Cruising Lake Nipissing, part 1

An expert boater gives a thorough run-down of the charms and challenges of boating the region.

Lake Nipissing is notorious for the speed with which it can become treacherous when the weather turns foul—the combination of its shallow depth and low shoreline, its long fetch and orientation toward the direction of the prevailing winds, mean that it can become very rough in short order. It also exhibits a short wave interval, which makes it extraordinarily uncomfortable in windy conditions. All this is not meant to alarm you, but only to urge caution when venturing away from a protected area in a small craft.

We have been boating on Lake Nipissing for 40 years, but only in the past five years have we done any extensive cruising. Lake Nipissing presents an unusual situation for the boater—it is a very large lake, offering opportunities for the adventurous cruiser, yet its adjoining bays and river areas are as sheltered as any recreational waterway in the country.

Callander Bay, the South Bay, Cache Bay, the Northwest Arm, the West Arm, the West Bay, the South River, the Sturgeon River and the French River can all be navigated safely in small skiffs. However, to venture to the Goose or Manitou Islands in such a craft would be foolhardy, except under the most favourable circumstances.

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For 35 years, we were entirely comfortable with an 18-foot boat and a 100-horsepower outboard for our major boating needs. This took us fishing, cruising to the French River, water-skiing, and to visit our friends at other cottages. However, if we were venturing more than a few miles, we wanted to be certain that either there was a way home by road or that we kept a watchful eye out for changes in the weather. Innumerable trips to the French River and the Goose Islands were cut short when a storm front blew in.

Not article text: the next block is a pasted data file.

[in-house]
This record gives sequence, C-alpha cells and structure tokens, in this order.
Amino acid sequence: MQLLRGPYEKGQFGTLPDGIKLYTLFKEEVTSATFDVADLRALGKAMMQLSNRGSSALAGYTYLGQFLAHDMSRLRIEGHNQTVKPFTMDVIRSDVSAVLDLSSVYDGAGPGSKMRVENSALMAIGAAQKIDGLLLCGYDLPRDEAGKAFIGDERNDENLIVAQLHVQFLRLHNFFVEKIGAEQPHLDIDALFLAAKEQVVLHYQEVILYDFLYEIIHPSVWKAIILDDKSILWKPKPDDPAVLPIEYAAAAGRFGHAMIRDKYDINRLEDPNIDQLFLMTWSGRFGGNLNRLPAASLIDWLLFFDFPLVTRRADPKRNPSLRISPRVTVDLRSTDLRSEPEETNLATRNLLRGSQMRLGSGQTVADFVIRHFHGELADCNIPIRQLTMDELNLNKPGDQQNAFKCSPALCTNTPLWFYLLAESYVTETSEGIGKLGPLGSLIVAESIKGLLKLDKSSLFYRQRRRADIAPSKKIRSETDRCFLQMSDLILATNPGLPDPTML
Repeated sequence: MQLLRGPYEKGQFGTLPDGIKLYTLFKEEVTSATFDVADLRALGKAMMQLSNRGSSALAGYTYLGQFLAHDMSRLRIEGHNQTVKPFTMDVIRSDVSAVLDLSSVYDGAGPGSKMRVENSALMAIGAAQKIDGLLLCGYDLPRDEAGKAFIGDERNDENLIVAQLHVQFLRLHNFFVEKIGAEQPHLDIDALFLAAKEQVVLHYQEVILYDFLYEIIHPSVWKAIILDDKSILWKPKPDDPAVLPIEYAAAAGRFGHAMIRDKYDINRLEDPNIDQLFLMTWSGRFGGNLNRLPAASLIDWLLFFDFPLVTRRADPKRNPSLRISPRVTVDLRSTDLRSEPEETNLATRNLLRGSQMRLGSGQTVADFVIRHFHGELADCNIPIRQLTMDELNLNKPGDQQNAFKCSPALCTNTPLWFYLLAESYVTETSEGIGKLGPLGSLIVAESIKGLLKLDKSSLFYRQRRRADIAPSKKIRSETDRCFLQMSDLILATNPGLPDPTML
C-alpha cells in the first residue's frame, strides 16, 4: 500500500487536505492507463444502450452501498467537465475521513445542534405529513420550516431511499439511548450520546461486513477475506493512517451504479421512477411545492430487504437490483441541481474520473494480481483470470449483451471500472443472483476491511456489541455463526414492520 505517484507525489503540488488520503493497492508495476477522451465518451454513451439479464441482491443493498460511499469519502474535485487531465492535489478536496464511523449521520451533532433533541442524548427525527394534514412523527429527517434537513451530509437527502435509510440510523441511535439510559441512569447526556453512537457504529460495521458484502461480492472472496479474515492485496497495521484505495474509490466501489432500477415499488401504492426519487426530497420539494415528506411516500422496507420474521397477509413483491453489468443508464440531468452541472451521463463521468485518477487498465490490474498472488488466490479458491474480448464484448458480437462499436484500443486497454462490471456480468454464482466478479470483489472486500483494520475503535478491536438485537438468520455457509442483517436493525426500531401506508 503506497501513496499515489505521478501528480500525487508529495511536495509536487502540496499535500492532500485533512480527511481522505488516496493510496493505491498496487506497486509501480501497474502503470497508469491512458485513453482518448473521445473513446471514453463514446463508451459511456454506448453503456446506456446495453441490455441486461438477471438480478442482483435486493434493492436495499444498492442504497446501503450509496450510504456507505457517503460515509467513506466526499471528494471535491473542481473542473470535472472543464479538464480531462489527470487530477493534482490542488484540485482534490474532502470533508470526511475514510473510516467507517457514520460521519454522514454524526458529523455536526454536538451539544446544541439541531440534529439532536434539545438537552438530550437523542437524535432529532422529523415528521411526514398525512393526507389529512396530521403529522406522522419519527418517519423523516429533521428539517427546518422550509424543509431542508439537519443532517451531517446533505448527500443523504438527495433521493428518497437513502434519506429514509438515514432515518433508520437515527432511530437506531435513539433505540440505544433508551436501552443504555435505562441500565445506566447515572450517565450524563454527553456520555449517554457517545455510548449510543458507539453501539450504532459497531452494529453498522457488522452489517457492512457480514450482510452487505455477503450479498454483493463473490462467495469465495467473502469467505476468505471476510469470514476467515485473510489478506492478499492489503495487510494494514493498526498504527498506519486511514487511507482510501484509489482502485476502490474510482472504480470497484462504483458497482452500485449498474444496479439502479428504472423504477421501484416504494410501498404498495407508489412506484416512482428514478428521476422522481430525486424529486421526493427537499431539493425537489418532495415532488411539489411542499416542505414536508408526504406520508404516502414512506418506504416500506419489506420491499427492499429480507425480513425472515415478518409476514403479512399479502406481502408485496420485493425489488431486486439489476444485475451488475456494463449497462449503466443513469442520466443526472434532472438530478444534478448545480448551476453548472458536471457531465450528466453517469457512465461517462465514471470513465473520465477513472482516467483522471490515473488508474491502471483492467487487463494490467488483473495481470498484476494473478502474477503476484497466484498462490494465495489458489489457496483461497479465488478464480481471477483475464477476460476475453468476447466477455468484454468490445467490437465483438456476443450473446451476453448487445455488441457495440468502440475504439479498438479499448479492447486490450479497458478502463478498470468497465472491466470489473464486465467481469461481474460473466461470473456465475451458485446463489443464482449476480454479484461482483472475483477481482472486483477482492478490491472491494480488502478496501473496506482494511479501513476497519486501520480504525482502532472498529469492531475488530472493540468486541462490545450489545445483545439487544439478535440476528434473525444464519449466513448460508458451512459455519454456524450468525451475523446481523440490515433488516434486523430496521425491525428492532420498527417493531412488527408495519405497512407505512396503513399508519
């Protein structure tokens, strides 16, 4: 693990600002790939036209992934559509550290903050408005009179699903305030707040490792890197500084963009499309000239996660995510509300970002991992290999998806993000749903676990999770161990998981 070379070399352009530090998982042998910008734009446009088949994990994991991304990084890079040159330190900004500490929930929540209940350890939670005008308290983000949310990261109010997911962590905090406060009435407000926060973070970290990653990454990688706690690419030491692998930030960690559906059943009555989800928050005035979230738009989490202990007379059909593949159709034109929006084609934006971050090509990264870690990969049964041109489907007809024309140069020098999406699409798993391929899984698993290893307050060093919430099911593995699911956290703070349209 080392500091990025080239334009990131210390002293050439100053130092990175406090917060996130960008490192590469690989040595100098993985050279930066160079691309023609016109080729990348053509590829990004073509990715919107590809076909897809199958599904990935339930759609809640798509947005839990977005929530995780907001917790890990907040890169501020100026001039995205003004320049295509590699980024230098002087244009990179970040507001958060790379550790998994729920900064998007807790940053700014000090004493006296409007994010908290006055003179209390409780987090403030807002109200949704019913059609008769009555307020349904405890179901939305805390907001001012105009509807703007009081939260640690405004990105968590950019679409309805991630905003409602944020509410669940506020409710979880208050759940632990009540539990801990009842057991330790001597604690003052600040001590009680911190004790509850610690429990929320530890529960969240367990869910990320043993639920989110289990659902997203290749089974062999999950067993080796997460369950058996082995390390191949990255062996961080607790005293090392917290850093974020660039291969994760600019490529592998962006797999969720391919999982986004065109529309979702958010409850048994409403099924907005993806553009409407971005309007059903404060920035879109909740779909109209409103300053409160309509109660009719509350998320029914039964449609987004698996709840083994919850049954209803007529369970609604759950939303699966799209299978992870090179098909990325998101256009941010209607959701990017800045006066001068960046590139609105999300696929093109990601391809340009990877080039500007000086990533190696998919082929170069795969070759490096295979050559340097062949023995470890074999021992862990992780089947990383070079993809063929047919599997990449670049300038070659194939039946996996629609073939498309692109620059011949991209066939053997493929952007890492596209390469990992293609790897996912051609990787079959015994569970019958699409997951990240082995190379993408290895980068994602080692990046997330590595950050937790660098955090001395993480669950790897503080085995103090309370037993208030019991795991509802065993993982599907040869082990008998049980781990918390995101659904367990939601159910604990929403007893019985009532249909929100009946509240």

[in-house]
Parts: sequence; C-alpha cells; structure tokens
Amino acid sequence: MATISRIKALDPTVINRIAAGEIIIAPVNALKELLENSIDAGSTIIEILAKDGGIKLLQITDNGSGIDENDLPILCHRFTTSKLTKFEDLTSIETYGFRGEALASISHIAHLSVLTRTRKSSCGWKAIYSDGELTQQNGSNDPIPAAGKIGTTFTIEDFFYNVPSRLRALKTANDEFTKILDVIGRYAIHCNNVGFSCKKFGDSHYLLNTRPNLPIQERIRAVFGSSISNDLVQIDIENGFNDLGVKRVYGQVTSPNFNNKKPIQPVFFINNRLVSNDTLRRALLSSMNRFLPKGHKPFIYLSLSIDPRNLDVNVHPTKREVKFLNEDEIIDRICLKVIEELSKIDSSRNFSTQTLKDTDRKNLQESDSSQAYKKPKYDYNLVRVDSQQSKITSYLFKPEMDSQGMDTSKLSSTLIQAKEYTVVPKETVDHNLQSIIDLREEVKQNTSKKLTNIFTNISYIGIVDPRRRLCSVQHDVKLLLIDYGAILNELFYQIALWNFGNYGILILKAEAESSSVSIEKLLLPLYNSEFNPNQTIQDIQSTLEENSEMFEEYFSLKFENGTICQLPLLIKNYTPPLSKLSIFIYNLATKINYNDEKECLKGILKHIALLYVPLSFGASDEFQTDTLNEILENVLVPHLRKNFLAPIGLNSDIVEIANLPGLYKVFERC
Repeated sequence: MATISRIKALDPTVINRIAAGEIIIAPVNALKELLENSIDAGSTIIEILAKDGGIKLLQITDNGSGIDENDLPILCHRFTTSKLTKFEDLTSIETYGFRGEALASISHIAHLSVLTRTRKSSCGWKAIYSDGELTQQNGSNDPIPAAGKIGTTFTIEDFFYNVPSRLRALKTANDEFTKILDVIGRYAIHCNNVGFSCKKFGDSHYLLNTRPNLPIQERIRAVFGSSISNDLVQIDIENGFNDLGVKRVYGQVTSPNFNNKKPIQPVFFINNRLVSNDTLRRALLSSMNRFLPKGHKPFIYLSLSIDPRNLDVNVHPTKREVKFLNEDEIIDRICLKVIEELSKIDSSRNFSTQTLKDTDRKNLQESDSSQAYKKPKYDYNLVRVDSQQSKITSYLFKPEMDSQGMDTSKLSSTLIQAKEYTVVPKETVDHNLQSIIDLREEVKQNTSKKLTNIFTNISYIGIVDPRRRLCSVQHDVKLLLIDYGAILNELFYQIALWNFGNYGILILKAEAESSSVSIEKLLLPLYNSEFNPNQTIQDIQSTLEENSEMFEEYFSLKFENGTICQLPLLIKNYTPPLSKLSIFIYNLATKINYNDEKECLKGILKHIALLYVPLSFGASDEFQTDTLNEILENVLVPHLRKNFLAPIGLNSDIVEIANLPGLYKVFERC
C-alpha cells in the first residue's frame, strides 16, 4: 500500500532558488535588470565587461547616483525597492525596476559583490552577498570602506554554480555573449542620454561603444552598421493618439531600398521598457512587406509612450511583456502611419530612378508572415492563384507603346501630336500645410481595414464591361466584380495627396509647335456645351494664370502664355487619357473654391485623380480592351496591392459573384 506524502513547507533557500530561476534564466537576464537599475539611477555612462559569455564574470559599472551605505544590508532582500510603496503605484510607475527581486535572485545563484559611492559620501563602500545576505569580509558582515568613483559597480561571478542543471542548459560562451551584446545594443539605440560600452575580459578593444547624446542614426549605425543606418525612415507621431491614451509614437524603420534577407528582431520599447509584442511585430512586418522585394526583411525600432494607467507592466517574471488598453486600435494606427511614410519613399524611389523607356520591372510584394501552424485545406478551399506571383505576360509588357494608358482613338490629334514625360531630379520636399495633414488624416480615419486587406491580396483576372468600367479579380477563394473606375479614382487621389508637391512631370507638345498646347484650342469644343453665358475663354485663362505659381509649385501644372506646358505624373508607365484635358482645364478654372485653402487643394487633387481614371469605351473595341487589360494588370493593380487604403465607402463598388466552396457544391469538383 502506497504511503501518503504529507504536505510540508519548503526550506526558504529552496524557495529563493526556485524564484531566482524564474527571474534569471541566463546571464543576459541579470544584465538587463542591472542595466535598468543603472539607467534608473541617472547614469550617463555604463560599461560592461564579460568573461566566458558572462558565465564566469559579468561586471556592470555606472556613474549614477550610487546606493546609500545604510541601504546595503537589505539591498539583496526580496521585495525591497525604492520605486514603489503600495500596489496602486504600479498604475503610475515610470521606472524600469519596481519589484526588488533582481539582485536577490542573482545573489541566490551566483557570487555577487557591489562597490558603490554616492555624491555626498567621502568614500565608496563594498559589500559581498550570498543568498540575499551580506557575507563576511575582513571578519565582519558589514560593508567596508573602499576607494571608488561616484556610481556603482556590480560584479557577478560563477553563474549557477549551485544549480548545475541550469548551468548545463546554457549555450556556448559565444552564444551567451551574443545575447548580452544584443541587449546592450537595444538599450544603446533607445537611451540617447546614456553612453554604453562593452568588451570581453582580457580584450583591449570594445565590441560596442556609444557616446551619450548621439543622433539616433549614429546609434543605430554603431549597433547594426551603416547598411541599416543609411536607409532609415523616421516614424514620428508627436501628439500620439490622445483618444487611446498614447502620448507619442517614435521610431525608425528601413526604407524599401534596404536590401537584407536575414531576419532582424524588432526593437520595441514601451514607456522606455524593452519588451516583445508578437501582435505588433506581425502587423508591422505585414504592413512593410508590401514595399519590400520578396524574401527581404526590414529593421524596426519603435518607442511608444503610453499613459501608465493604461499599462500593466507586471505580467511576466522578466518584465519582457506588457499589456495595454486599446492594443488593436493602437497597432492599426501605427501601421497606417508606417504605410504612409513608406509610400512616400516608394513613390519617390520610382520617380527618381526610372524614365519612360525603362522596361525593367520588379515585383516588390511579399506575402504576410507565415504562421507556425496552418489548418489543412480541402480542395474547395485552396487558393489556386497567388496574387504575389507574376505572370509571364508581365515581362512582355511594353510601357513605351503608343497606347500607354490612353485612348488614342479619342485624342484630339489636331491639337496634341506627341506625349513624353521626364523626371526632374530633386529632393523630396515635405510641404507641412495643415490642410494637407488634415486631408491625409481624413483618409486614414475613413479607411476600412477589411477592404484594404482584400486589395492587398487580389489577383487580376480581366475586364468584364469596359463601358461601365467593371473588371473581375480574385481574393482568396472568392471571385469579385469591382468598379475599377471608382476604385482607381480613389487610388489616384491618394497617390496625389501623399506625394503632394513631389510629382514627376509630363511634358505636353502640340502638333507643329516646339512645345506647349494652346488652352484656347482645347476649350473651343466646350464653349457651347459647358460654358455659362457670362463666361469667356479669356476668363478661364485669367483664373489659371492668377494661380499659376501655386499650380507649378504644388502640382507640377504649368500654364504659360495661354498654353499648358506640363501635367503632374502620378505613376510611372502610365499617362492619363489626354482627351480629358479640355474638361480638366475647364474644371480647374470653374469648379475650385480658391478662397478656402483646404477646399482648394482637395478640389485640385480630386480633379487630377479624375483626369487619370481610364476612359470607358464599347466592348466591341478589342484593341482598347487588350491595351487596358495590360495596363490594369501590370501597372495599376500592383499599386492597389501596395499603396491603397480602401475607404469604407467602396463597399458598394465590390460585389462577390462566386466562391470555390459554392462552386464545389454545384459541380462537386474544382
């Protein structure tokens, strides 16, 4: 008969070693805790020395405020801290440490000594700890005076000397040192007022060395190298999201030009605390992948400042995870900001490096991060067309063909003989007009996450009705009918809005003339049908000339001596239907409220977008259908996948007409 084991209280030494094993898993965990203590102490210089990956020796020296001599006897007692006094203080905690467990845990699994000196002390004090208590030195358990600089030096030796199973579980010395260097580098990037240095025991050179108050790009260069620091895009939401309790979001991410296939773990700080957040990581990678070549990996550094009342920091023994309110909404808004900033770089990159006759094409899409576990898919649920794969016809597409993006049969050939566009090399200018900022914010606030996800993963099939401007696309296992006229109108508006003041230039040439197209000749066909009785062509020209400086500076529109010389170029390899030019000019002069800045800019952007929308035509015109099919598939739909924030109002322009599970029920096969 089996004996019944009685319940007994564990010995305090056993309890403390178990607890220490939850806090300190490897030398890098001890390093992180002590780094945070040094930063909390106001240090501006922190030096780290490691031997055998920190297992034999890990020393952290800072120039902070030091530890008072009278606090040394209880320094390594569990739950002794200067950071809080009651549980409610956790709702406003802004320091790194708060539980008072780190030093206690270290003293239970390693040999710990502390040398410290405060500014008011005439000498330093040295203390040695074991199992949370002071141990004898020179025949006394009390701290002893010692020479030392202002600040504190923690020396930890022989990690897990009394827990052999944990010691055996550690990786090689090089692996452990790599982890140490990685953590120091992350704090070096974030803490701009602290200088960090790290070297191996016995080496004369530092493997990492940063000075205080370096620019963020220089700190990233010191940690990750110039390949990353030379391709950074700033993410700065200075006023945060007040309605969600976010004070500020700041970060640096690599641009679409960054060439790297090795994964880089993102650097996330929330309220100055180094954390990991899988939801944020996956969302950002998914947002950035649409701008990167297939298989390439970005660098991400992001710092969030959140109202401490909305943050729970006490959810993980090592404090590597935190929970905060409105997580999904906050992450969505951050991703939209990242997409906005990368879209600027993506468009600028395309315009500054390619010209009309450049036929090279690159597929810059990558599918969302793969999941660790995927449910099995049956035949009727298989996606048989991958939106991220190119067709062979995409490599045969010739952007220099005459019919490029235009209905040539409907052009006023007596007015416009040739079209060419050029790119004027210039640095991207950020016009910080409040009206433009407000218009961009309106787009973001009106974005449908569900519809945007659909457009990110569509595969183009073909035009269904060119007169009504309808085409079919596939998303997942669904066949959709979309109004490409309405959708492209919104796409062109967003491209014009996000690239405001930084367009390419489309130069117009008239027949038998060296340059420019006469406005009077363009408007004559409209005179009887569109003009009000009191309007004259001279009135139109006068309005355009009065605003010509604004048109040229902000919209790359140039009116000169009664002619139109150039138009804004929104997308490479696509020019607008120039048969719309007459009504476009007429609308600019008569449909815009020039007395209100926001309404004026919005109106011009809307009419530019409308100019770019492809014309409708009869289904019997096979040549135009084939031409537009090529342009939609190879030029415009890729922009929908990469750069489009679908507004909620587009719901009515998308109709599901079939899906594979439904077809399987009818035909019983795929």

Finally, we decided to bite the financial bullet and purchased a Bayliner 2855 cruiser. This is enough boat to handle pretty well anything Lake Nipissing will throw at us.

Now, we are at ease exploring the farthest reaches of the Lake. From our base at Hunter's Bay Marina, on the northeast shore of the South Bay, we have visited Callander and North Bay in the east, the Town of Sturgeon Falls in the North, Monetville and Portage Bay in the West and Chapman's Chute in the South.

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The development of the North Bay Marina on the city waterfront in the early 1980s created the first major facility for the recreational cruiser on the lake. Before that, dockage for a boat over 20 feet or so was severely limited. However, outside of this marina there are few docking facilities for cruisers such as are common on the Great Lakes. Many resorts offer fuel and a convenience store. Some offer overnight dockage, restaurant and shower facilities. Pump-out facilities are also available at several marinas.

Earlier in our boating experience, local knowledge was indispensable for cruising Lake Nipissing. However, the lake was re-charted in the 1980s and most areas can now be navigated safely by relying on the charts, a depth finder, a compass and the aids to navigation (buoys and day markers). Caution must still be exercised in the West Bay—a track from Hays Rock to the West Arm is well buoyed, but off of this route, there are many unmarked rocks and shoals. Most buoys in the West Bay and West Arm are privately maintained by the West Nipissing Boating Club and are not shown on the CHS charts.

Click here for Part 2 of Cruising Lake Nipissing

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About Jeffrey Froud

Jeff Froud and his family live on the shore of Lake Nipissing, on the property where his parents built the original family cottage in 1957. He has been boating on the lake pretty well all his life, from a row-boat to runabouts, canoes, kayaks, Sea-Doos, a cabin-cruiser and now, mainly a pontoon boat.

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